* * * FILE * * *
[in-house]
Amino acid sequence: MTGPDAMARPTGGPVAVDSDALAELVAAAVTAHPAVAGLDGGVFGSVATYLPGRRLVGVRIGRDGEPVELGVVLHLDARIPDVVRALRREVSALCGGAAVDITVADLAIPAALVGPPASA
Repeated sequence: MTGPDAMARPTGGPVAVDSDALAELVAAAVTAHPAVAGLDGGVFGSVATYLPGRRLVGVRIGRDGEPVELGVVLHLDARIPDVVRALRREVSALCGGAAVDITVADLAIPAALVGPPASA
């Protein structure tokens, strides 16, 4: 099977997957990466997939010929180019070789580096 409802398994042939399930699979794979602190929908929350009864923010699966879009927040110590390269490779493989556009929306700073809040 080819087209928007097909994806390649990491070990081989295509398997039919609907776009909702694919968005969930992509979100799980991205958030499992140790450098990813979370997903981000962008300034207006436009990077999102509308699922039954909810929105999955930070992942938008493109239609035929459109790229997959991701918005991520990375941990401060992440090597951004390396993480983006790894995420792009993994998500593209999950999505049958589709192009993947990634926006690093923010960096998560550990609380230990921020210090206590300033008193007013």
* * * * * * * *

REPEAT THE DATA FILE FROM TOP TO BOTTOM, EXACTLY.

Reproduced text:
[in-house]
Amino acid sequence: MTGPDAMARPTGGPVAVDSDALAELVAAAVTAHPAVAGLDGGVFGSVATYLPGRRLVGVRIGRDGEPVELGVVLHLDARIPDVVRALRREVSALCGGAAVDITVADLAIPAALVGPPASA
Repeated sequence: MTGPDAMARPTGGPVAVDSDALAELVAAAVTAHPAVAGLDGGVFGSVATYLPGRRLVGVRIGRDGEPVELGVVLHLDARIPDVVRALRREVSALCGGAAVDITVADLAIPAALVGPPASA
């Protein structure tokens, strides 16, 4: 099977997957990466997939010929180019070789580096 409802398994042939399930699979794979602190929908929350009864923010699966879009927040110590390269490779493989556009929306700073809040 080819087209928007097909994806390649990491070990081989295509398997039919609907776009909702694919968005969930992509979100799980991205958030499992140790450098990813979370997903981000962008300034207006436009990077999102509308699922039954909810929105999955930070992942938008493109239609035929459109790229997959991701918005991520990375941990401060992440090597951004390396993480983006790894995420792009993994998500593209999950999505049958589709192009993947990634926006690093923010960096998560550990609380230990921020210090206590300033008193007013």